BOISE, Idaho — Boise is on the short list as one of five possible cities in which the Air Force could decide to bring F-35A fighter jets.
Boise is one of five alternative locations being proposed to house an F-35A squadron. Though a base in Alabama was selected back in 2017 as site for F-35A missions, Boise could still be one of two backup locations chosen to house the same jets.
Thursday night, representatives from the Idaho Air National Guard held a public meeting in Boise for residents to talk to Air Force officials and submit public comments about the proposal to bring in F-35A jets.
The Idaho Air National Guard is a reserve component of the U.S. Air Force based at Boise's Gowen Field.
“The Idaho Air National Guard has been flying fighters out of Gowen for over 70 years,” said Lt. Col. Chris Borders, public affairs officer with the Guard.
Currently, Gowen has 18 A-10 jets that perform flights two times a day and fly out for training. Borders said that process wouldn't change with F-35A jets - they would simply swap out the A-10s for the F-35s.
A lot of residents turned out for the meeting and voiced several different concerns with that idea. The most common concern is the noise caused by the high-tech fighters.
An environmental impact statement shows in Boise, 272 households and more than 600 residents would be directly affected by noise from the aircraft.
Tom Campbell lives directly in the flight path and said his family would be directly affected.
“F-16, F-18, F-15, when they fly over and kick in the afterburners, it’s really disruptive," he said. "My grandson actually has a hearing deficit but the decibel level and the tone that the aircraft fly in are something he picks up really well and it surprises him and he starts to shake and he gets really scared.”
Based on his own research, Campbell isn't comfortable with the idea of F-35A jets coming to Boise.
“I’ve done the background on it and found out it’s the loudest fighter jet the American arsenal has and it’s far above any of the other fighter jets," he said. "The idea of those coming to the most populated city in Idaho doesn’t thrill me when I live on the flight path.”
According to Borders, F-35As are louder than A-10s but he said they do all they can to reduce the sound to residents.
“Noise contours have expanded and contracted depending on the type of aircraft that we fly," he said. "But we’ve always mitigated the sound. We have very strict noise abatement procedures that we fly by.”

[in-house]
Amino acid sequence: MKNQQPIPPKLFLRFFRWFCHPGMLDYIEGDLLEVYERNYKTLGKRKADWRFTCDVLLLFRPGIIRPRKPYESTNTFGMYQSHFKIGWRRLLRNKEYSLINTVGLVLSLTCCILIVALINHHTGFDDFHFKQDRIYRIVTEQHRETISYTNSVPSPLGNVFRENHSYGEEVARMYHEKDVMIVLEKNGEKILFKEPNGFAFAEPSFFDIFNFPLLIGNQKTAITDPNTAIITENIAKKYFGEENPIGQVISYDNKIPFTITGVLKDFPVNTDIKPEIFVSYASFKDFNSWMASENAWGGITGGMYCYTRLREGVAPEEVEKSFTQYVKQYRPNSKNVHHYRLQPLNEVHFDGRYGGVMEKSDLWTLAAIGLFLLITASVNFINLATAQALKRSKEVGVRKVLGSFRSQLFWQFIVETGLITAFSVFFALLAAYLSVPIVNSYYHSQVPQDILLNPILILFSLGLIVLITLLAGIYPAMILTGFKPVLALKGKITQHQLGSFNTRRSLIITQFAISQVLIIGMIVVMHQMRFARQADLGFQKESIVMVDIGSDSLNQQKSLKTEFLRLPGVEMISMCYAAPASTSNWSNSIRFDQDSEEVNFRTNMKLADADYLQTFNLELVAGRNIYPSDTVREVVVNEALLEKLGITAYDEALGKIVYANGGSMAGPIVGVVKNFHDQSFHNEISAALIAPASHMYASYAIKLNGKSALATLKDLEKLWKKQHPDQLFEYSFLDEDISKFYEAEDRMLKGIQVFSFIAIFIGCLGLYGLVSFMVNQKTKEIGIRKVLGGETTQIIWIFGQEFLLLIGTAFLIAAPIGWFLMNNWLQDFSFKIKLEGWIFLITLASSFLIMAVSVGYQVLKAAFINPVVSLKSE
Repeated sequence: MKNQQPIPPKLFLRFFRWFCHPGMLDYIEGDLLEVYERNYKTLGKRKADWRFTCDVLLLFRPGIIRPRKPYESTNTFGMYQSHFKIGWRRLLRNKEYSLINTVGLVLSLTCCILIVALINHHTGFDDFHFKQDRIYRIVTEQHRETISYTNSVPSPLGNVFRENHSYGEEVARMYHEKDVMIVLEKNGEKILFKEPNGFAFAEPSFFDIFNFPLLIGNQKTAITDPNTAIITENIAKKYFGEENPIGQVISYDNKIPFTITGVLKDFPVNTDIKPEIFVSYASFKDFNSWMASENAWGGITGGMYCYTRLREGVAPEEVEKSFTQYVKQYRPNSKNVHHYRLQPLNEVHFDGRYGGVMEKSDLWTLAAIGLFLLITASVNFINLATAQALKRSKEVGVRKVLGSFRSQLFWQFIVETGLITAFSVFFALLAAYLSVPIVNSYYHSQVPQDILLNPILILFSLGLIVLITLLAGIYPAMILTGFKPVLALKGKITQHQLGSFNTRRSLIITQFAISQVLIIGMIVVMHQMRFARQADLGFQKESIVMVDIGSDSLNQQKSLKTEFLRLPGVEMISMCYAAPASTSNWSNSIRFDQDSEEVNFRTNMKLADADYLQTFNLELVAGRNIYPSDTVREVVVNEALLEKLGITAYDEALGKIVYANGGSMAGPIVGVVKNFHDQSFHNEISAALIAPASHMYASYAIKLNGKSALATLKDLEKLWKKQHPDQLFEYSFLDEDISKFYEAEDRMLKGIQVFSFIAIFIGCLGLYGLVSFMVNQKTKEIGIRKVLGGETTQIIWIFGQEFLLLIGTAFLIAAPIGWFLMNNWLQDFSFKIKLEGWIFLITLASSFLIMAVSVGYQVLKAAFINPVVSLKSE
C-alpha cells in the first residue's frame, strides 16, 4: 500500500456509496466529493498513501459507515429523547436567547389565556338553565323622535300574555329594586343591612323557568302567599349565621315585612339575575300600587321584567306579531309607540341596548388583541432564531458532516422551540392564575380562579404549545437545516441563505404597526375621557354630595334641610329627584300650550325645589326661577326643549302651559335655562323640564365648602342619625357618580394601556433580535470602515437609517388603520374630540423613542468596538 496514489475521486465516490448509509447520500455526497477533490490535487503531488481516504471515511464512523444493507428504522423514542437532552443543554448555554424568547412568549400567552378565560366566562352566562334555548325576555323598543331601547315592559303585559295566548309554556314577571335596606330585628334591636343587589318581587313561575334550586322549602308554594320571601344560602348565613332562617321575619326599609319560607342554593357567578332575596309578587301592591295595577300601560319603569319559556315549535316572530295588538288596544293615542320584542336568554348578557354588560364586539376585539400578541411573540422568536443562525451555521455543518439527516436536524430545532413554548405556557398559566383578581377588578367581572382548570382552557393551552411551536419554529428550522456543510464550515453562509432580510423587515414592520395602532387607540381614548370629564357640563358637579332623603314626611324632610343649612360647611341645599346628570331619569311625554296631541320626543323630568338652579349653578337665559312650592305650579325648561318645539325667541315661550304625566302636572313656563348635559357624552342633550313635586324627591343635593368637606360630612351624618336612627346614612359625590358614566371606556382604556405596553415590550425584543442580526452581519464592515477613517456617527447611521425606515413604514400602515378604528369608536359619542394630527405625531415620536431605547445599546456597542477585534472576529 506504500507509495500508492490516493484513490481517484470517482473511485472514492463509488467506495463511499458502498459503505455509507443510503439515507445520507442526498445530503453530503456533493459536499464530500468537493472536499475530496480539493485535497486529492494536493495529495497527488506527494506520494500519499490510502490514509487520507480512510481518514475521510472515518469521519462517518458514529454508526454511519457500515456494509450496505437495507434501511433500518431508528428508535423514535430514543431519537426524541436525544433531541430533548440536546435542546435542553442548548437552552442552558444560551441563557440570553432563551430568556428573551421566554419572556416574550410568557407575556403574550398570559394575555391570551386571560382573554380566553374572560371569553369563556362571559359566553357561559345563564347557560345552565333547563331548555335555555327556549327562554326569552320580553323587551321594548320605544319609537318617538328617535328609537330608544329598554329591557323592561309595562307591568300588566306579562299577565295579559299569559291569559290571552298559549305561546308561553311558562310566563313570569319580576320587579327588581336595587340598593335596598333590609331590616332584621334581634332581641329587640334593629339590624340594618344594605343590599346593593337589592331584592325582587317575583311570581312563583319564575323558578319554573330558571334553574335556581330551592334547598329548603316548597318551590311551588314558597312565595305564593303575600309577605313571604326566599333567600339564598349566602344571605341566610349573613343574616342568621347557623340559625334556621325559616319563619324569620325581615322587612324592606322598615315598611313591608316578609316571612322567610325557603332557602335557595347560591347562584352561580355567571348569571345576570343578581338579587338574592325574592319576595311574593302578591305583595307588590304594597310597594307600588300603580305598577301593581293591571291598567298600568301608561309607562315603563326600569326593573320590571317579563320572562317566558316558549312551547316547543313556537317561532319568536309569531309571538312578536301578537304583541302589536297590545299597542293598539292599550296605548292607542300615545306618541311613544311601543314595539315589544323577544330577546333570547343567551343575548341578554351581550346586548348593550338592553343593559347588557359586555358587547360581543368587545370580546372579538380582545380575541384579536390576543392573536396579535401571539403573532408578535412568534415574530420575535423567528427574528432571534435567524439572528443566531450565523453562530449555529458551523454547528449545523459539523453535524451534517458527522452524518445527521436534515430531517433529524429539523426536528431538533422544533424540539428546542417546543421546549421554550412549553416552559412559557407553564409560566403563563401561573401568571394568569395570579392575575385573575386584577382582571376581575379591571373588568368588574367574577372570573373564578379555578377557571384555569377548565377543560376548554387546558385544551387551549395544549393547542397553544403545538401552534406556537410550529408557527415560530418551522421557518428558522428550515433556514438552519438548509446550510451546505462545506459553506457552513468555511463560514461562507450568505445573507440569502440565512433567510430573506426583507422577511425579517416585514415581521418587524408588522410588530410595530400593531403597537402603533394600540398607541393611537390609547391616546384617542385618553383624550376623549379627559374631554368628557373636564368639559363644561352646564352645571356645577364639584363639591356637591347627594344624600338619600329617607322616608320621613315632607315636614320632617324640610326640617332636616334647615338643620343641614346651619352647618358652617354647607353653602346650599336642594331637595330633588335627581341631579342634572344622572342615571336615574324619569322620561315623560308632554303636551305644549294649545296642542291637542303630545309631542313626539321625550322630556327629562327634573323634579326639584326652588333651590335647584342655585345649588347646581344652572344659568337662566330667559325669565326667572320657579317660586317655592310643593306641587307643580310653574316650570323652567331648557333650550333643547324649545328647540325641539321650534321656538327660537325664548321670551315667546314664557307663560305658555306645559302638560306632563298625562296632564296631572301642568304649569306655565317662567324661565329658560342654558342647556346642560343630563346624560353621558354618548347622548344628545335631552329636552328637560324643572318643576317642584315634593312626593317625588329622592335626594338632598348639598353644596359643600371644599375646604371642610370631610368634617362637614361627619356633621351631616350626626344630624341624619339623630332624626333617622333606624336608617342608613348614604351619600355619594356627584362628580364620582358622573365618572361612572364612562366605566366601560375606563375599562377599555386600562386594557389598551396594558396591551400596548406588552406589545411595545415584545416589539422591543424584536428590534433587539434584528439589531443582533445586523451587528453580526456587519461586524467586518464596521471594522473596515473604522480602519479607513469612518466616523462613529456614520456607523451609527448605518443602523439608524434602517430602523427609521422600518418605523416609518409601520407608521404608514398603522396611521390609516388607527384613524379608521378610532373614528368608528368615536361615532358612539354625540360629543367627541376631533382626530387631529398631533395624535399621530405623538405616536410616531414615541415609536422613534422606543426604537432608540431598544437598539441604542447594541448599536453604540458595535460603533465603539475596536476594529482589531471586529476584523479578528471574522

Boise resident Jimmy Hallyburton also has concerns with the noise and other harmful effects it could have on certain residents - like those suffering from PTSD, which Hallyburton has witnessed firsthand.
“We were donating bicycles to a new American family, some incoming refugee families," he said. "A plane flew over, low, and the father of these children grabbed his kids and hit the deck and he stood back up and I was like, ‘What happened?’ And he says, ‘When a plane flies over like that, it means bad things.’ And we have to listen to stories like that from our community members.”
The Stop Urban War Coalition also showed up at the meeting to protest the proposal.
"There's a lot of affordable housing around the airport and that area would become nearly unlivable because of the noise," said Max Shue, a protester. "It'd also affect one of the elementary schools there."
Other concerns from residents include effects on wildlife and safety concerns over the jets.
“The other consideration is there are a myriad of problems with these planes," Shue said. "They’re frequently grounded because of technical difficulties, pilots pass out for lack of oxygen, they can’t fly in the rain or at night.”
According to Borders, the mishap rate with F-35A jets are no different than any other type of jet.
“The F-35 is a very sound, capable aircraft. Not seeing any reports that would indicate otherwise,” he said.
The reason behind wanting to bring F-35A jets to Gowen is because it's the latest in aircraft when it comes to technology and equipment. So the Air Force needs to be efficient with them.
“It’s always important to maintain a technological advantage over your enemy and this is a fifth generation aircraft," Borders said. "The F-35 is the next evolution to keep us ahead of our peers in that technology fight.”
The National Guard Bureau, a joint federal department between the Army and Air Force, has released a draft of an environmental impact study for the proposal and currently are taking public comment on it.
Comments can be submitted online here through Sept. 27.
A decision on whether Boise is selected for the F-35A jets is expected to be made in February.